By Gagandeep Ghuman
Published: Dec 12, 2013
No outdoor activity beats the fun and affordability of soccer and baseball for Bri Oliver’s three boys, Cooper, Noah and Miller.
The family pays close to $350 in registration fees for the boys to play the season for both baseball and soccer.
“Why does the district want to profit from sports that keeps our kids active.” –Bri Oliver
There are other costs, but still manageable when compared to the benefits: healthy, active kids forging friendships in the community.
But a new district fees could act as a spoilsport, making soccer and baseball unaffordable for families like the Olivers; Until now, youth sports had been exempt from the fees..
Exact numbers on the fees increase has yet to be determined. A clear picture will emerge when the draft Recreation & Parks Fees & Charges Policy and bylaw will go before council on January 14.
Sources, however, say the district could charge anywhere from $6 per hour per field for baseball to $6-10 for soccer.
It seems like a small amount, but it will add to thousands of dollars once the season is over for both sports.
Bri Oliver is worried and upset.
“This is so wrong,” Oliver said.
“Why does the district want to profit from sports that keeps our kids active.”
Bri Oliver fears the new fees and charges might increase the registration fees, and other costs of playing the sports for her boys.
And if the fees increased over years, the family might face a tough choice on who plays and where.
The decision would ripple through many families like the Olivers.
Speaking for the Howe Sound Minor Ball Association, Pauline Skiffington said the new fees and charges could cost the association an approx. $2,000 in the first year.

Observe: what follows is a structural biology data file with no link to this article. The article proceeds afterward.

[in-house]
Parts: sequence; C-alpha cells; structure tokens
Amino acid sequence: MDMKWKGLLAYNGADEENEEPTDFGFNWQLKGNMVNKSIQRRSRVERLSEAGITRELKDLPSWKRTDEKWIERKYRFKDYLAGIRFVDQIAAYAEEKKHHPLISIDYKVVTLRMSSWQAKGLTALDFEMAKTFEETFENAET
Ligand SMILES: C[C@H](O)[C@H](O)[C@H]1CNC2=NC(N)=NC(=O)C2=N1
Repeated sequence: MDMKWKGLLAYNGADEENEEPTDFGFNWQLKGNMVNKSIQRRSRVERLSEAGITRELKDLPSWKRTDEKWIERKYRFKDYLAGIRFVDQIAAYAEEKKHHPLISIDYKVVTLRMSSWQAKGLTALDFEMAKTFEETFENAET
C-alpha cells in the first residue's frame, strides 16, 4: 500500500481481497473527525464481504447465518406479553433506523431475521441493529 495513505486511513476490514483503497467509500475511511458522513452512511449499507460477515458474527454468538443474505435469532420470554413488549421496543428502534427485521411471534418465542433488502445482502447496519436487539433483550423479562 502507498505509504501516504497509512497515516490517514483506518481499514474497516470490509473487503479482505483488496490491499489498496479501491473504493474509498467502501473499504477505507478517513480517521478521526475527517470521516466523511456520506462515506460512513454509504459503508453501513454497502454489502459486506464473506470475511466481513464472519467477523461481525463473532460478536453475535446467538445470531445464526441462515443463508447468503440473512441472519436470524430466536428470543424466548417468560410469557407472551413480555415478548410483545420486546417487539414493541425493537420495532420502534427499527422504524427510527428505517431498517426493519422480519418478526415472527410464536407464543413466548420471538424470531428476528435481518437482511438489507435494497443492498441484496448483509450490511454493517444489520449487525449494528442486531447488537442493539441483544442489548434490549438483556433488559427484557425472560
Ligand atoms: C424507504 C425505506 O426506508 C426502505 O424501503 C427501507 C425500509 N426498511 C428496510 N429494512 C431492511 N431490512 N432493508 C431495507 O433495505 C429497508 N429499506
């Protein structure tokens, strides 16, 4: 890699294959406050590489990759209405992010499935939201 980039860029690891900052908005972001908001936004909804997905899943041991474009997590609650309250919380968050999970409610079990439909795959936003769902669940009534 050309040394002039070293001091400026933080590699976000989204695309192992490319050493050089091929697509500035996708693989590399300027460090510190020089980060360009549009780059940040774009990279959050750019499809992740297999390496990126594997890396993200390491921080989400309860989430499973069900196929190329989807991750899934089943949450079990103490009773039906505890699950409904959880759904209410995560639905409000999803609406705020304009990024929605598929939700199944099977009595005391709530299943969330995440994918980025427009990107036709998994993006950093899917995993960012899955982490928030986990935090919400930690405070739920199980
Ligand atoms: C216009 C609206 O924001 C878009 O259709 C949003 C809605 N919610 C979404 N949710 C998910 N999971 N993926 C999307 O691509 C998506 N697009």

The association would have to raise its sponsorship fees or ask families to pay more for registration.
The association has existed as a non-profit for 40 years, using the registration and sponsorship fees for rentals, equipment, awards, etc.
Pauline’s fears of a substantial fees increase in the coming few years is shared by the local soccer association.
“Is taxing youth sports with this new fees the best way to generate more district revenue ?”– Tim Sjogren
There are close to 1,000 kids playing soccer in Squamish in different age groups. The registration fee is close to $100 for a full season, a relatively affordable amount.
And yet, there are families out there who find it difficult to afford even that money.
Every year there are families applying for a concession on registration fees, soccer association says.
There are no hard numbers yet, but the new fees could easily burden the association with $5,000 or more, said the president of Squamish Youth Soccer, Tim Sjogren.
“We have no concrete figures yet, and there is no clarity on the issue,” said Sjogren.
Like the baseball association, the soccer associstion worries it’s the beginning, not the end of user fees.
By implementing this new fee, the district will only end up punishing families trying to keep their children active, Sjorgen said. He urged the district to take a good hard look at what they are proposing.
“Is taxing youth sports with the fees the best way to generate revenue ?” he asked.